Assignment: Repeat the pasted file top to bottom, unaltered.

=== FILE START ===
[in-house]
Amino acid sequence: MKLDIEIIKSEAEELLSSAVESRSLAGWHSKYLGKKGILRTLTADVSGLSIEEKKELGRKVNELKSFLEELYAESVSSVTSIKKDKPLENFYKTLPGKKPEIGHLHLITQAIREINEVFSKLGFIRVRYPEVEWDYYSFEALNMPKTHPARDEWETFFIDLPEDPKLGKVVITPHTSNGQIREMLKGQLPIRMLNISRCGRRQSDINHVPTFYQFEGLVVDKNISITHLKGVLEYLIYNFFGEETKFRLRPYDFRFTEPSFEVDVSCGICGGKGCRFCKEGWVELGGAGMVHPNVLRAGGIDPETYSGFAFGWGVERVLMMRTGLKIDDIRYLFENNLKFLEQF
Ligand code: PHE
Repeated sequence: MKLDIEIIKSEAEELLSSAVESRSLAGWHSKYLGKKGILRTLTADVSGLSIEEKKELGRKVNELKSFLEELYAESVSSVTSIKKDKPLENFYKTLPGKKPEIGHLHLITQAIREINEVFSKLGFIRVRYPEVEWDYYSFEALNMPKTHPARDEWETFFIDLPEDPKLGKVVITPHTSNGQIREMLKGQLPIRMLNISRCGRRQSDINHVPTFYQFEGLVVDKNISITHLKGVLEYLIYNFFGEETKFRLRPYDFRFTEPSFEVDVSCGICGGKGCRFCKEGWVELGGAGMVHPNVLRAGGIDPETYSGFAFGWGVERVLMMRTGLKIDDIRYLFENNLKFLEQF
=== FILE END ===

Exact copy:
[in-house]
Amino acid sequence: MKLDIEIIKSEAEELLSSAVESRSLAGWHSKYLGKKGILRTLTADVSGLSIEEKKELGRKVNELKSFLEELYAESVSSVTSIKKDKPLENFYKTLPGKKPEIGHLHLITQAIREINEVFSKLGFIRVRYPEVEWDYYSFEALNMPKTHPARDEWETFFIDLPEDPKLGKVVITPHTSNGQIREMLKGQLPIRMLNISRCGRRQSDINHVPTFYQFEGLVVDKNISITHLKGVLEYLIYNFFGEETKFRLRPYDFRFTEPSFEVDVSCGICGGKGCRFCKEGWVELGGAGMVHPNVLRAGGIDPETYSGFAFGWGVERVLMMRTGLKIDDIRYLFENNLKFLEQF
Ligand code: PHE
Repeated sequence: MKLDIEIIKSEAEELLSSAVESRSLAGWHSKYLGKKGILRTLTADVSGLSIEEKKELGRKVNELKSFLEELYAESVSSVTSIKKDKPLENFYKTLPGKKPEIGHLHLITQAIREINEVFSKLGFIRVRYPEVEWDYYSFEALNMPKTHPARDEWETFFIDLPEDPKLGKVVITPHTSNGQIREMLKGQLPIRMLNISRCGRRQSDINHVPTFYQFEGLVVDKNISITHLKGVLEYLIYNFFGEETKFRLRPYDFRFTEPSFEVDVSCGICGGKGCRFCKEGWVELGGAGMVHPNVLRAGGIDPETYSGFAFGWGVERVLMMRTGLKIDDIRYLFENNLKFLEQF